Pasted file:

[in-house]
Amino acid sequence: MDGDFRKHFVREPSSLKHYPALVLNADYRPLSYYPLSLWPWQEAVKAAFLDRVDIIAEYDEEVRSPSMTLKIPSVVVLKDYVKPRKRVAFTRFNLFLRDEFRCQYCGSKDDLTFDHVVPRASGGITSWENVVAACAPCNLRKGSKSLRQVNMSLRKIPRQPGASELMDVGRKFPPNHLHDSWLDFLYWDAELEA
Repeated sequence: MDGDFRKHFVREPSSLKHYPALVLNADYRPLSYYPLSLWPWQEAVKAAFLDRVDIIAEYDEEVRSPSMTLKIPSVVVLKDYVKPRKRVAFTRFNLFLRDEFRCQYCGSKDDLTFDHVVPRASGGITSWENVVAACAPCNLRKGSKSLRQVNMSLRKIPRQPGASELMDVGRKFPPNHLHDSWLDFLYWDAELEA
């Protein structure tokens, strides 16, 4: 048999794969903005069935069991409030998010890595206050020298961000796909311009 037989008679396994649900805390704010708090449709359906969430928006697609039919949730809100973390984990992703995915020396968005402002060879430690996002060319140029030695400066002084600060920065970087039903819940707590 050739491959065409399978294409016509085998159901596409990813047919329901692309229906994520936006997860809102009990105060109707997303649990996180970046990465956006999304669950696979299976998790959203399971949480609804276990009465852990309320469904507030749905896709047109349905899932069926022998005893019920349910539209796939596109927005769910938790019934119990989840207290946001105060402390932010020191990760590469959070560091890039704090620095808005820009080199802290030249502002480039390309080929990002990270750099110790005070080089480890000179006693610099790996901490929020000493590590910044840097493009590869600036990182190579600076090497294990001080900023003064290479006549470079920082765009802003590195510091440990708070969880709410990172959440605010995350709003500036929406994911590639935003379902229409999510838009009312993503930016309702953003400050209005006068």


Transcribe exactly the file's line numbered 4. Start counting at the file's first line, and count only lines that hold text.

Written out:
């Protein structure tokens, strides 16, 4: 048999794969903005069935069991409030998010890595206050020298961000796909311009 037989008679396994649900805390704010708090449709359906969430928006697609039919949730809100973390984990992703995915020396968005402002060879430690996002060319140029030695400066002084600060920065970087039903819940707590 050739491959065409399978294409016509085998159901596409990813047919329901692309229906994520936006997860809102009990105060109707997303649990996180970046990465956006999304669950696979299976998790959203399971949480609804276990009465852990309320469904507030749905896709047109349905899932069926022998005893019920349910539209796939596109927005769910938790019934119990989840207290946001105060402390932010020191990760590469959070560091890039704090620095808005820009080199802290030249502002480039390309080929990002990270750099110790005070080089480890000179006693610099790996901490929020000493590590910044840097493009590869600036990182190579600076090497294990001080900023003064290479006549470079920082765009802003590195510091440990708070969880709410990172959440605010995350709003500036929406994911590639935003379902229409999510838009009312993503930016309702953003400050209005006068």